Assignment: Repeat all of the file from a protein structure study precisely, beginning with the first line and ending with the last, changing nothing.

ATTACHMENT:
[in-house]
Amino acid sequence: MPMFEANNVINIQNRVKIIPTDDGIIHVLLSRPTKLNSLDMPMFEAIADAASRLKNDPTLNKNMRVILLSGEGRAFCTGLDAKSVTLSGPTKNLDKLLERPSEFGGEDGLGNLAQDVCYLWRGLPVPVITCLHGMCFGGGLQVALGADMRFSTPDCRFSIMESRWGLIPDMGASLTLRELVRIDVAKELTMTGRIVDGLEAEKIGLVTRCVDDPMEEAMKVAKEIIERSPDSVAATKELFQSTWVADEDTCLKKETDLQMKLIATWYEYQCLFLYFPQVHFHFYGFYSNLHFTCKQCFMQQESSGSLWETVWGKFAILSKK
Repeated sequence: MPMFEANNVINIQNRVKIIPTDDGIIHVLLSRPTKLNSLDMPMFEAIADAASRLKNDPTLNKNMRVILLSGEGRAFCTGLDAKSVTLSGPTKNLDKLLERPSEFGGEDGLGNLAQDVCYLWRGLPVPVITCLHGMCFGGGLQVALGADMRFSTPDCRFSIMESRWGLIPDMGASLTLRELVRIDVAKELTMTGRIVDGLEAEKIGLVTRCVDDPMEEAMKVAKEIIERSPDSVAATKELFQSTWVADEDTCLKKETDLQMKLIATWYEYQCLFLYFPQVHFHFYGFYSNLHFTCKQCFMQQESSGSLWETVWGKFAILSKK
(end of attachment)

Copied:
[in-house]
Amino acid sequence: MPMFEANNVINIQNRVKIIPTDDGIIHVLLSRPTKLNSLDMPMFEAIADAASRLKNDPTLNKNMRVILLSGEGRAFCTGLDAKSVTLSGPTKNLDKLLERPSEFGGEDGLGNLAQDVCYLWRGLPVPVITCLHGMCFGGGLQVALGADMRFSTPDCRFSIMESRWGLIPDMGASLTLRELVRIDVAKELTMTGRIVDGLEAEKIGLVTRCVDDPMEEAMKVAKEIIERSPDSVAATKELFQSTWVADEDTCLKKETDLQMKLIATWYEYQCLFLYFPQVHFHFYGFYSNLHFTCKQCFMQQESSGSLWETVWGKFAILSKK
Repeated sequence: MPMFEANNVINIQNRVKIIPTDDGIIHVLLSRPTKLNSLDMPMFEAIADAASRLKNDPTLNKNMRVILLSGEGRAFCTGLDAKSVTLSGPTKNLDKLLERPSEFGGEDGLGNLAQDVCYLWRGLPVPVITCLHGMCFGGGLQVALGADMRFSTPDCRFSIMESRWGLIPDMGASLTLRELVRIDVAKELTMTGRIVDGLEAEKIGLVTRCVDDPMEEAMKVAKEIIERSPDSVAATKELFQSTWVADEDTCLKKETDLQMKLIATWYEYQCLFLYFPQVHFHFYGFYSNLHFTCKQCFMQQESSGSLWETVWGKFAILSKK